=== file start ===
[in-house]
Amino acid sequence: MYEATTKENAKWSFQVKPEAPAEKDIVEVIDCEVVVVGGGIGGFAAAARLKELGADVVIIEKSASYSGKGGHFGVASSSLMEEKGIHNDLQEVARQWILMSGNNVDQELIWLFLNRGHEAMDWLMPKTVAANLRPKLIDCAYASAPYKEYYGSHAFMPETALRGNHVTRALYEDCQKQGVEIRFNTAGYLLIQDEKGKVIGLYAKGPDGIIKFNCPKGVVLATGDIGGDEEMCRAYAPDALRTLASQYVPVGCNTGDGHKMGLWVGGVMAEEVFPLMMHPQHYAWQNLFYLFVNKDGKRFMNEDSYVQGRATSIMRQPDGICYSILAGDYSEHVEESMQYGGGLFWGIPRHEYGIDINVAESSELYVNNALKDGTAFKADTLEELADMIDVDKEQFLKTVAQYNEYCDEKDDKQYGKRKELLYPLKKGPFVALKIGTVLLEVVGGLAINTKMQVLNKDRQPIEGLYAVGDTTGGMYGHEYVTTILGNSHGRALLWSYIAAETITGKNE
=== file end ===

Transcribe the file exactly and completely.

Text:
[in-house]
Amino acid sequence: MYEATTKENAKWSFQVKPEAPAEKDIVEVIDCEVVVVGGGIGGFAAAARLKELGADVVIIEKSASYSGKGGHFGVASSSLMEEKGIHNDLQEVARQWILMSGNNVDQELIWLFLNRGHEAMDWLMPKTVAANLRPKLIDCAYASAPYKEYYGSHAFMPETALRGNHVTRALYEDCQKQGVEIRFNTAGYLLIQDEKGKVIGLYAKGPDGIIKFNCPKGVVLATGDIGGDEEMCRAYAPDALRTLASQYVPVGCNTGDGHKMGLWVGGVMAEEVFPLMMHPQHYAWQNLFYLFVNKDGKRFMNEDSYVQGRATSIMRQPDGICYSILAGDYSEHVEESMQYGGGLFWGIPRHEYGIDINVAESSELYVNNALKDGTAFKADTLEELADMIDVDKEQFLKTVAQYNEYCDEKDDKQYGKRKELLYPLKKGPFVALKIGTVLLEVVGGLAINTKMQVLNKDRQPIEGLYAVGDTTGGMYGHEYVTTILGNSHGRALLWSYIAAETITGKNE